I haven't really had much time for dedicated birding just lately, so my sightings have been limited to the things that I've casually spotted here and there.
My daily lunchtime ramble around the southwestern shore of Langford Lake hasn't been without its highlights. The red crossbill pair have continued to show periodically, and even treated me to killer views as they came down to drink just feet away from me.
On the water it's been the usual hooded and common mergansers, ring-necked ducks, buffleheads, pied-billed grebes, and so on.
A couple of turkey vultures came through yesterday - my first of the spring - while red-tailed and Cooper's hawks, merlin and bald eagles put in appearances here and there.
Jenny and I spent the weekend in Seattle being tourists. It at least gave me chance top do a bit of turbo-seabirding from the Clipper, but I didn't see anything that I wouldn't have if I were stood on Clover Point for half an hour.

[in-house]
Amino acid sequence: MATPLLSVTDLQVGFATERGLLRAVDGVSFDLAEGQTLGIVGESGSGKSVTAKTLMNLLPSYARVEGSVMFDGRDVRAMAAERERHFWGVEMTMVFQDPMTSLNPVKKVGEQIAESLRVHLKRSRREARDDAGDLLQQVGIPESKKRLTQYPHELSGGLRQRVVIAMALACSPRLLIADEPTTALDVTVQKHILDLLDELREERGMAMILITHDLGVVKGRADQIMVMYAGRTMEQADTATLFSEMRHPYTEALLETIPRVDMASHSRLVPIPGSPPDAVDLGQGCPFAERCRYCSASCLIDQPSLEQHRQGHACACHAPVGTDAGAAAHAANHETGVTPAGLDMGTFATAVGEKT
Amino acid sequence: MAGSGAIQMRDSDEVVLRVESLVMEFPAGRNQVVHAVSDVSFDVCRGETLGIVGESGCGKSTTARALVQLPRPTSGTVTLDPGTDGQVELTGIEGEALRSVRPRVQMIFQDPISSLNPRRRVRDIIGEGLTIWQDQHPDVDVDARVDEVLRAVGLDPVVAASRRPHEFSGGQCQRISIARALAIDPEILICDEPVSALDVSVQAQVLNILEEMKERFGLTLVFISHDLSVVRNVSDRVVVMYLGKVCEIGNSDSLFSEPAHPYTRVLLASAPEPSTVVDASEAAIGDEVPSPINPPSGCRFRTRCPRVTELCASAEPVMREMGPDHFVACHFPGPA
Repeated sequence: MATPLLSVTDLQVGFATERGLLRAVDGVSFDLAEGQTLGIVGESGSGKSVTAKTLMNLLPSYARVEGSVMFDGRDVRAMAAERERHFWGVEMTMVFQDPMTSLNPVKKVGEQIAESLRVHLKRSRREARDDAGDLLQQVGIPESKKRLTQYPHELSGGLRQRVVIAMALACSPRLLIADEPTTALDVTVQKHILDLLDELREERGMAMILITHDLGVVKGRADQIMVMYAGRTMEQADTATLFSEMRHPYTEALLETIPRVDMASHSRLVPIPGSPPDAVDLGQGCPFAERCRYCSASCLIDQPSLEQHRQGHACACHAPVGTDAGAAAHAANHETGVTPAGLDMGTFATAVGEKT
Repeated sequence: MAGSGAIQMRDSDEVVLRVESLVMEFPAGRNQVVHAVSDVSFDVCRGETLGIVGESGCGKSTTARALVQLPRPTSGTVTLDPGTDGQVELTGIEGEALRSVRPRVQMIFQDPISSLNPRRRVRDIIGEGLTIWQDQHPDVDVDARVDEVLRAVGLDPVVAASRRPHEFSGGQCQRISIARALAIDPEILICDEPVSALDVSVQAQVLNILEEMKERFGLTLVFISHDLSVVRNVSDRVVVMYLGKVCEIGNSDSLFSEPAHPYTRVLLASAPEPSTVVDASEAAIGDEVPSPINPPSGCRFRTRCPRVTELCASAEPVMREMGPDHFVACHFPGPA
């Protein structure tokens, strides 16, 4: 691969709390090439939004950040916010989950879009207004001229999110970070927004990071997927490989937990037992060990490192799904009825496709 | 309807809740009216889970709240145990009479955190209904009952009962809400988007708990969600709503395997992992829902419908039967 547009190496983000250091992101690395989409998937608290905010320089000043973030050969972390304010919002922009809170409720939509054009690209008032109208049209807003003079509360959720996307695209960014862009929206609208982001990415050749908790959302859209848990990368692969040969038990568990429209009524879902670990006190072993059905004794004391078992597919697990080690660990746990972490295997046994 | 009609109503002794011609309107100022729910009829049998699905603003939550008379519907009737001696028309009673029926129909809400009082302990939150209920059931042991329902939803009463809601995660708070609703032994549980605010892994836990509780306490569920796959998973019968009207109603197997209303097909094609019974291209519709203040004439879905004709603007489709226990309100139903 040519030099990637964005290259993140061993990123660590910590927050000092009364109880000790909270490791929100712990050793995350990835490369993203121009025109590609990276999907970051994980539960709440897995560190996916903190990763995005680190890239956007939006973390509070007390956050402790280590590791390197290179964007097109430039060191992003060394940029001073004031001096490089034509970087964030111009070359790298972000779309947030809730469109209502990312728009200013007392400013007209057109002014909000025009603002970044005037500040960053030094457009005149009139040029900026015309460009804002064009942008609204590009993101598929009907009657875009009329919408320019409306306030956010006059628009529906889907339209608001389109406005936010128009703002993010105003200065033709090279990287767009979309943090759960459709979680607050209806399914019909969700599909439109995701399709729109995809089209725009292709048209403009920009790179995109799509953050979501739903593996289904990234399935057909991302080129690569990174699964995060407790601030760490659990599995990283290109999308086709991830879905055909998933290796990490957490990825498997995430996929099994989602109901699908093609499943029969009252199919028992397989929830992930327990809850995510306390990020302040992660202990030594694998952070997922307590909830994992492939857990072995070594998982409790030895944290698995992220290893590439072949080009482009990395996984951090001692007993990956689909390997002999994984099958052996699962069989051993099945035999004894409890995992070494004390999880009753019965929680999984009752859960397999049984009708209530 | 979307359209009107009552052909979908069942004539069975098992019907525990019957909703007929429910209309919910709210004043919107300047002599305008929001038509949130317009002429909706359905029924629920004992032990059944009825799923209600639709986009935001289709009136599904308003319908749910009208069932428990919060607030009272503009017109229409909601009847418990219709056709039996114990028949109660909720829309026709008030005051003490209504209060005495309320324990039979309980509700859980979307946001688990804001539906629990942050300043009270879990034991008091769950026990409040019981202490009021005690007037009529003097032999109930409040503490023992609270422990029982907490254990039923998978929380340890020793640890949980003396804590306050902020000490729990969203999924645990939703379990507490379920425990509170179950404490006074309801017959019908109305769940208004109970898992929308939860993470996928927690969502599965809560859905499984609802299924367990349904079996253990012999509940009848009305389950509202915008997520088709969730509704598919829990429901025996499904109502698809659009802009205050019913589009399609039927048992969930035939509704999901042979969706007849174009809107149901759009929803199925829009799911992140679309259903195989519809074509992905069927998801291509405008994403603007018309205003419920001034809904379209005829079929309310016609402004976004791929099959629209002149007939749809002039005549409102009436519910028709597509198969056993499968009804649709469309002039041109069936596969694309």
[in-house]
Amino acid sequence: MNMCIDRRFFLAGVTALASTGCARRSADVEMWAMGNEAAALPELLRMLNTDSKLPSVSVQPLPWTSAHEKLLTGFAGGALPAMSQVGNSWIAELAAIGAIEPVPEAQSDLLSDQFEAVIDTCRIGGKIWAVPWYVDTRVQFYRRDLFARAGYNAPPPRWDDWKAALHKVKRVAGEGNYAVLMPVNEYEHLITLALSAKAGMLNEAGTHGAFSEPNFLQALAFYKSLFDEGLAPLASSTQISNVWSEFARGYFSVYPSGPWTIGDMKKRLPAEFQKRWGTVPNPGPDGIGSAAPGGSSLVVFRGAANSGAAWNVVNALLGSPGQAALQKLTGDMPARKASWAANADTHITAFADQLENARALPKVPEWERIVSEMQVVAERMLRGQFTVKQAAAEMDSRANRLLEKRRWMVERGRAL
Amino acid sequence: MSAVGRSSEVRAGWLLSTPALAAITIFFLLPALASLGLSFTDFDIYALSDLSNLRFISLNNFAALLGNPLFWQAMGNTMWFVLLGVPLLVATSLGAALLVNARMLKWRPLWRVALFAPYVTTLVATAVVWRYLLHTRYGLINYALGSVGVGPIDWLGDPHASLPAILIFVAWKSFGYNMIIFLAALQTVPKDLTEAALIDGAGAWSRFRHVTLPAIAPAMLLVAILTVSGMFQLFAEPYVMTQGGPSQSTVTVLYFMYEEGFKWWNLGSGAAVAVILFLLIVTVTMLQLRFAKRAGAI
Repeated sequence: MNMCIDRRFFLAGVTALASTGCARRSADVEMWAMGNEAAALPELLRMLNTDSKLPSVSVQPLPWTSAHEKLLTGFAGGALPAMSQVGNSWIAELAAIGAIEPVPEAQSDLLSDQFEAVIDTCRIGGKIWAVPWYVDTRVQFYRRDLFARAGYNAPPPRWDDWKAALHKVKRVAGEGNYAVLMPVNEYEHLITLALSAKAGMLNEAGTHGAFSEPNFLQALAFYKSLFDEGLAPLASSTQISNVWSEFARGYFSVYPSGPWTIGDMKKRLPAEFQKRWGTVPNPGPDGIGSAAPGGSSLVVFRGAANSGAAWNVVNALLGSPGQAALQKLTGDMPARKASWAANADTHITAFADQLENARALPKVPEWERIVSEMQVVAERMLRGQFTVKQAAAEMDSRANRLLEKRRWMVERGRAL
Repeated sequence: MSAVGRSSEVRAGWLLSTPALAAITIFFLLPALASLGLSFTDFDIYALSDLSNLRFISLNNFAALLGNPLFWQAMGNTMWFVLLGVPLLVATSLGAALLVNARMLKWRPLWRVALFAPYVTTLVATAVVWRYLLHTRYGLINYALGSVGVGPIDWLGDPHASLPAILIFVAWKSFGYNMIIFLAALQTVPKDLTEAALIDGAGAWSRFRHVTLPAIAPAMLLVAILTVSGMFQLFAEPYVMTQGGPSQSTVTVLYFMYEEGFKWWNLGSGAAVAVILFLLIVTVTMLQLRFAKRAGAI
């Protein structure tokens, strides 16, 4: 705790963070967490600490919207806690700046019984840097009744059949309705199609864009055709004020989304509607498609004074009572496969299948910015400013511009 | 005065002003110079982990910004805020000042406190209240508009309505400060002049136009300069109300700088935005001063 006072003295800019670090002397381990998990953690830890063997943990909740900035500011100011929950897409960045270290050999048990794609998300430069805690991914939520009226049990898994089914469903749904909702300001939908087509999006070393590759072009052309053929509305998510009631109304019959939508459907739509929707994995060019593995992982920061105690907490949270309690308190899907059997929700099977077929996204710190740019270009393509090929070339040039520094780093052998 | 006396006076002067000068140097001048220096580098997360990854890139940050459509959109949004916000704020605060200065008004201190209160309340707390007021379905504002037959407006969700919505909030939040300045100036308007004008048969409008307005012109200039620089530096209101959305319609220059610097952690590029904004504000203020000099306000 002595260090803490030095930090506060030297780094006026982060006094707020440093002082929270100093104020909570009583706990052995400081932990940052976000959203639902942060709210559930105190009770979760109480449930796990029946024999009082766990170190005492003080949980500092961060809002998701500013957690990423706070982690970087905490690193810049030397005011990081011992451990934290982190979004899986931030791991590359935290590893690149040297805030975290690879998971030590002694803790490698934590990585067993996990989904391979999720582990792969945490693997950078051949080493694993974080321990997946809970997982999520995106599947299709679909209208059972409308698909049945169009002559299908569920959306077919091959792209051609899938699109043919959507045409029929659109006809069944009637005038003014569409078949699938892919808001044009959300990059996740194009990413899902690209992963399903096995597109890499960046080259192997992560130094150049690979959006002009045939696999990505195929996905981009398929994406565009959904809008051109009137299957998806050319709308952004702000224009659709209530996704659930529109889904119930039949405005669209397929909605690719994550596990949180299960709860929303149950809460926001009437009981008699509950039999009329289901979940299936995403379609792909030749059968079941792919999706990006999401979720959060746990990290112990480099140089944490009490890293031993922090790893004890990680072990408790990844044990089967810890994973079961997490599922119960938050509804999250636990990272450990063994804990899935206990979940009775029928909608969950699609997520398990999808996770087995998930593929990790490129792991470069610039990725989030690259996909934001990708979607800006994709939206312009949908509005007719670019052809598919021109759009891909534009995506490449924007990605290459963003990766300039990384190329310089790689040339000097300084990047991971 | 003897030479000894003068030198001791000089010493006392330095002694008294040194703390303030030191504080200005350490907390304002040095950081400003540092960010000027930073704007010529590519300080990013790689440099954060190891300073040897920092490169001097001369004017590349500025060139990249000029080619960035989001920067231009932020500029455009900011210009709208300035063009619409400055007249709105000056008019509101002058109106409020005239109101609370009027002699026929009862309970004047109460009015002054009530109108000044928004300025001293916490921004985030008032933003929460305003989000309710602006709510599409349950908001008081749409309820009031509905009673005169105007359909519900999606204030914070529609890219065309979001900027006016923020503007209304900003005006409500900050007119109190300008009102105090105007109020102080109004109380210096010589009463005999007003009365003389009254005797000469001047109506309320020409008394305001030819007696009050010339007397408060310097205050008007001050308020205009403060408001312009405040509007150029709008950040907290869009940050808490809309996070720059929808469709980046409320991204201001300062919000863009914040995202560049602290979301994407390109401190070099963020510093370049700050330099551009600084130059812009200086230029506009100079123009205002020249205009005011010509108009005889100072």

Pigeon guillemots, common murres, rhinoceros auklets and marbled murrelets were seen along with the expected loons, grebes and seaducks.
Dark-eyed juncos were singing, as were house finches, golden-crowned sparrows and Anna's hummingbirds, while chestnut-backed chickadees, red-breasted nuthatches, ruby-crowned kinglets, Pacific wrens, downy woodpeckers, bushtits and brown creepers (pictured) busily foraged away.
On my way out, I came across a small flock of pine siskin feeding high up in the trees near the gate. I scanned through but alas, no redpolls were to be found among them.
It's A Mystery
As you may have noticed, I have uploaded a new Mystery Bird (top right) - I'll post the results and identity of the previous one here soon. In the meantime, this one shouldn't divide participants quite so much as the last one did...